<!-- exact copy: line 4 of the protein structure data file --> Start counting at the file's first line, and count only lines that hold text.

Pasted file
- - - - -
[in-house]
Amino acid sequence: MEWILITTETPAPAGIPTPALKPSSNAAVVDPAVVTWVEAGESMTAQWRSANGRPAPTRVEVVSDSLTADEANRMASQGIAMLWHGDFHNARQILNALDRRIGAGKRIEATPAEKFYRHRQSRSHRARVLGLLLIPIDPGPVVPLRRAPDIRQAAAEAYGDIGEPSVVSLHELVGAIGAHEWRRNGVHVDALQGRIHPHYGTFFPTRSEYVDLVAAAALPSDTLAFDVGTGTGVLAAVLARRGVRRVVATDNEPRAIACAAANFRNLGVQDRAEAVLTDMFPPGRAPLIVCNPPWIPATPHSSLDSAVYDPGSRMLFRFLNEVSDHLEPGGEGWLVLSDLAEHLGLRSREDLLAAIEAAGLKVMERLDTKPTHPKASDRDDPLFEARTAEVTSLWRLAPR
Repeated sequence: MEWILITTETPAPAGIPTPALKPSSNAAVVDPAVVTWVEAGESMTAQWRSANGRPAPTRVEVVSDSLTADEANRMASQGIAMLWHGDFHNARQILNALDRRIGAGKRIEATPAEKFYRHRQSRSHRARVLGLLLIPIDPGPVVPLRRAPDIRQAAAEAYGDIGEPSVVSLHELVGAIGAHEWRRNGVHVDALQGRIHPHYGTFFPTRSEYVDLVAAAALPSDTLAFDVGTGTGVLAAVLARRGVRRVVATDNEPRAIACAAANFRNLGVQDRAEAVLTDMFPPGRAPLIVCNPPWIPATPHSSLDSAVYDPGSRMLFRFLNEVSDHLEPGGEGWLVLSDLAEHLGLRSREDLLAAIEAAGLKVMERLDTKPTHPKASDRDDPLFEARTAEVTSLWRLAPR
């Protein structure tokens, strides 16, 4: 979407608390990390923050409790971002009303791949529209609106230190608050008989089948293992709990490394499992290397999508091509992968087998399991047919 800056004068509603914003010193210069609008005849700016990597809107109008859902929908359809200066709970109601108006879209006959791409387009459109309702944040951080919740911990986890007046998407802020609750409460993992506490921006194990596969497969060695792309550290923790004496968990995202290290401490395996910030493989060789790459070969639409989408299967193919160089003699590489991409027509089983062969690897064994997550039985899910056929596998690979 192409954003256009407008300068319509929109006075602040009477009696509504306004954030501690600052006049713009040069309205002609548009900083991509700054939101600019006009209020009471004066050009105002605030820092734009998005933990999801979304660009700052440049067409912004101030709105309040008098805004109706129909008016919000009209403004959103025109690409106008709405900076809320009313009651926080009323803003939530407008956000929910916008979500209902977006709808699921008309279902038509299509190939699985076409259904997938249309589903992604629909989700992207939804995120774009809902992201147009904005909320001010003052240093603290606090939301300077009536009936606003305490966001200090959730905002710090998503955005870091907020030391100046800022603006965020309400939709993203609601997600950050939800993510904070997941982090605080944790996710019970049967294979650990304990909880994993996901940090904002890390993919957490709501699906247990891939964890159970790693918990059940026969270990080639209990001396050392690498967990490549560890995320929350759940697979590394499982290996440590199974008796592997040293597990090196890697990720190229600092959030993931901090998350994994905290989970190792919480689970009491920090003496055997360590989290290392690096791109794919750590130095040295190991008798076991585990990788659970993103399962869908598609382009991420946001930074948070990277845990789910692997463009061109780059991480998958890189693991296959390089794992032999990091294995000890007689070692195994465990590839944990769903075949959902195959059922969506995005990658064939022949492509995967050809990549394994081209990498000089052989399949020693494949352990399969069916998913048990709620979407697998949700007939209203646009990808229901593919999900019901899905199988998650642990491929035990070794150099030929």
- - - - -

């Protein structure tokens, strides 16, 4: 979407608390990390923050409790971002009303791949529209609106230190608050008989089948293992709990490394499992290397999508091509992968087998399991047919 800056004068509603914003010193210069609008005849700016990597809107109008859902929908359809200066709970109601108006879209006959791409387009459109309702944040951080919740911990986890007046998407802020609750409460993992506490921006194990596969497969060695792309550290923790004496968990995202290290401490395996910030493989060789790459070969639409989408299967193919160089003699590489991409027509089983062969690897064994997550039985899910056929596998690979 192409954003256009407008300068319509929109006075602040009477009696509504306004954030501690600052006049713009040069309205002609548009900083991509700054939101600019006009209020009471004066050009105002605030820092734009998005933990999801979304660009700052440049067409912004101030709105309040008098805004109706129909008016919000009209403004959103025109690409106008709405900076809320009313009651926080009323803003939530407008956000929910916008979500209902977006709808699921008309279902038509299509190939699985076409259904997938249309589903992604629909989700992207939804995120774009809902992201147009904005909320001010003052240093603290606090939301300077009536009936606003305490966001200090959730905002710090998503955005870091907020030391100046800022603006965020309400939709993203609601997600950050939800993510904070997941982090605080944790996710019970049967294979650990304990909880994993996901940090904002890390993919957490709501699906247990891939964890159970790693918990059940026969270990080639209990001396050392690498967990490549560890995320929350759940697979590394499982290996440590199974008796592997040293597990090196890697990720190229600092959030993931901090998350994994905290989970190792919480689970009491920090003496055997360590989290290392690096791109794919750590130095040295190991008798076991585990990788659970993103399962869908598609382009991420946001930074948070990277845990789910692997463009061109780059991480998958890189693991296959390089794992032999990091294995000890007689070692195994465990590839944990769903075949959902195959059922969506995005990658064939022949492509995967050809990549394994081209990498000089052989399949020693494949352990399969069916998913048990709620979407697998949700007939209203646009990808229901593919999900019901899905199988998650642990491929035990070794150099030929």